I’ve been in Delhi for more than a year now. If I were asked to name the first three words that came to my mind when asked to describe this city, they would be: haze, dust, and harsh. Harsh. That’s the word I use the most for this city. It’s harsh.
This city has its good spots. This city exudes history. You can’t help but be impressed when you see the Red Fort or Jama Masjid. The Lodhi Gardens are insanely beautiful and the tombs there are lovely. You can feel the gulf of years and you wonder about the man lying under the grave. You wonder if Iltutmish ever thought he’d have school children clamber up on his tomb and take stupidly posed photographs for their social media display photos. That must have made for an interesting nightmare. When I went to the Red Fort, I kept wondering what it must have been like at the height of its glory. Right now it’s a carcass. But back when the Diwan-i-khas still had its silver roof, the rooms were richly adorned and the Yamuna was not a drain, it must have been an imposing sight. Ozymandias indeed.
Yet the city is harsh. It’s harsh in the way it treats people. It’s harsh in the way people treat each other. Its climate is harsh and it’s harsh in the way people treat it.
I don’t really like the city. I live here because I have to. If I had a choice, I wouldn’t. But it’s the place to find gainful employment in the field I pursue. So here I am. But the city and I are not friends. We tolerate each other. I don’t like that it’s spread out so much and I don’t like how everything is so insanely spread out. I don’t like it that it is not really pedestrian friendly. I dislike the fact that primacy is given to vehicles. I don’t like the fact that public transport is so erratic. The metro is good but it’s not always convenient and the buses are a pain to figure out. I have no idea which bus goes where and, even if I did, their frequency does not inspire confidence. And I’m not a fan of catching autos. Walking in this city is not usually feasible. I like walking. I like going about a place on foot, enjoying the sights, stopping to look at something more closely or just listening to music and walking about. I like the pace of walking. I like the swing of walking. I like the feel of the earth under my feet. And I like walking because it lets me discover new ways and nooks and crannies. But this city is not conducive to walking. Unless you do it in spaces set aside for that purpose. Then it’s brilliant. But I don’t walk for my health. I walk to walk. And there this city does not help.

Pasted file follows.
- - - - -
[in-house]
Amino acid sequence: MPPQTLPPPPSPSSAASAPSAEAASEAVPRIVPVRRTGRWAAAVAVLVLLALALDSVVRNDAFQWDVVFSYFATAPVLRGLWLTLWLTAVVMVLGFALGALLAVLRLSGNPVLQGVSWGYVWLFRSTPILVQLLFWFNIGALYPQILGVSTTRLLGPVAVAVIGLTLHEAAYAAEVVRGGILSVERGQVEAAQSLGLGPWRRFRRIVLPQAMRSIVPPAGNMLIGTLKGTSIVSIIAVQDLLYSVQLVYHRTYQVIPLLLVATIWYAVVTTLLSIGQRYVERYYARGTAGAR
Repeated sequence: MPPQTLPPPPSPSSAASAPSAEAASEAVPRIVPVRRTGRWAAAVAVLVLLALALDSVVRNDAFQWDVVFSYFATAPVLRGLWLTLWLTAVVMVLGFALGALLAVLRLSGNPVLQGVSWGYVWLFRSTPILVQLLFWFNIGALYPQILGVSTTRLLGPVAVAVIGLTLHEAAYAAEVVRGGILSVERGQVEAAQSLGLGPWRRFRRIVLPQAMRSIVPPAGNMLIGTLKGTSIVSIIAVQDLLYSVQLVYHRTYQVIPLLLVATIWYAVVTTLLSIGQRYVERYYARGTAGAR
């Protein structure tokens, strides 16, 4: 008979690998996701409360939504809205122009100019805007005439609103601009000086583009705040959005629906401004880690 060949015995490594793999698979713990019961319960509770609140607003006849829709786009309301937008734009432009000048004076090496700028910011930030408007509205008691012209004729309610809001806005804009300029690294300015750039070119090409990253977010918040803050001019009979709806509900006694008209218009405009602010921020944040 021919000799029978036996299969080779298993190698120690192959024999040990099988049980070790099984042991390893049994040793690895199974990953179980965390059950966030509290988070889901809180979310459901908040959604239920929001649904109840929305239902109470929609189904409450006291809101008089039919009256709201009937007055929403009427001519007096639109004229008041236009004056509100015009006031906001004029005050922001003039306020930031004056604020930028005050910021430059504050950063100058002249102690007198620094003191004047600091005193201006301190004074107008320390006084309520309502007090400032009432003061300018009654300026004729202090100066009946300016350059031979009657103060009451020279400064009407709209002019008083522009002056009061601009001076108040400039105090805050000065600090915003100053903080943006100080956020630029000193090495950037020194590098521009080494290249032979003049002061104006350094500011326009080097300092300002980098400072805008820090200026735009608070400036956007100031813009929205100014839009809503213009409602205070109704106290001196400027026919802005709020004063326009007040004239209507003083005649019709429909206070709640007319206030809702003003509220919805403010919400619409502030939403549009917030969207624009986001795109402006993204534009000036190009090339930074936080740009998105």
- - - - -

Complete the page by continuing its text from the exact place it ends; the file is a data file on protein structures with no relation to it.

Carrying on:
I dislike the way people are quick to pick a fight here. And I dislike the fact that I’m also becoming quick-tempered. This city covers you in a patina of anger and frustration and you lash out at small things to ease yourself. I can see it happening to me and I don’t like it. Maybe it’s the climate but small things can escalate quickly here and everybody feels they’re the one wronged. Which, a moment’s thought will tell you, is scarcely credible. But there it is.
I don’t like the way people push and try to get ahead all the time here. Be it an auto or a shop, they have to run and get ahead. I can’t understand it. What are you going to achieve by running around everywhere? Do you think it makes you look busy and efficient? Do you think it makes you look important? I’m bewildered by this urge to get ahead of everyone. It’s especially annoying when it happens at the Metro. Just stand in a fucking queue already! Why do you want to sit so badly? This is especially annoying when everybody is already standing in line and some asshole will deliberately try to cut ahead. More than anything else, it clogs the door and then people are pushing from both ends. Why must you push? What do you think is going to happen when you push? As a result, I now keep my elbows out and bang such people with my shoulders and shove them with my forearm. See what I mean about patina of anger and frustration?
This also happens on the streets. If the traffic slows down, invariably some idiot will decide to get into the opposite lane and try to get ahead. This, of course, causes the opposite lane to clog up and so people in that lane get into the opposite lane and now both lanes are clogged and people are yelling and everybody is blowing their horn. I’m not sure what they think will happen if they blow their horns. Do they think their horn is some magical device which will melt the traffic in front of them with magic? The only reason more people don’t die is because you can’t go quickly enough to kill anyone.
I also don’t like most people I see. I want to punch most of them in the face. Or at least yell at them and jump on their faces with jackboots on. I’m not sure what jackboots are but their primary purpose seems to treading down on the downtrodden. So they can surely be used for crushing faces. I don’t like the fact that people here either don’t or can’t parallel park. I don’t like how they think once they’ve parked their car it’s not their problem that the road is now almost impassable and as far as they’re concerned their car is parked perfectly and no one better ding it. These are the people whom I wish to shoot with a shotgun. In the face. I am not a cheery soul.
This city and I are not at war. But this city and I are not in love.
But I like some facets of this city. I like that it lets people from everywhere live here. People become Delhiites. You live here for any amount of time and you reach an uneasy truce with the city. You agree to look at the best bits about each other and to sweep the problems under the carpet. I don’t want to become one but I fear I might. Or I might be able to some day point at a Delhiite and say “There, but for the grace of God, go I.”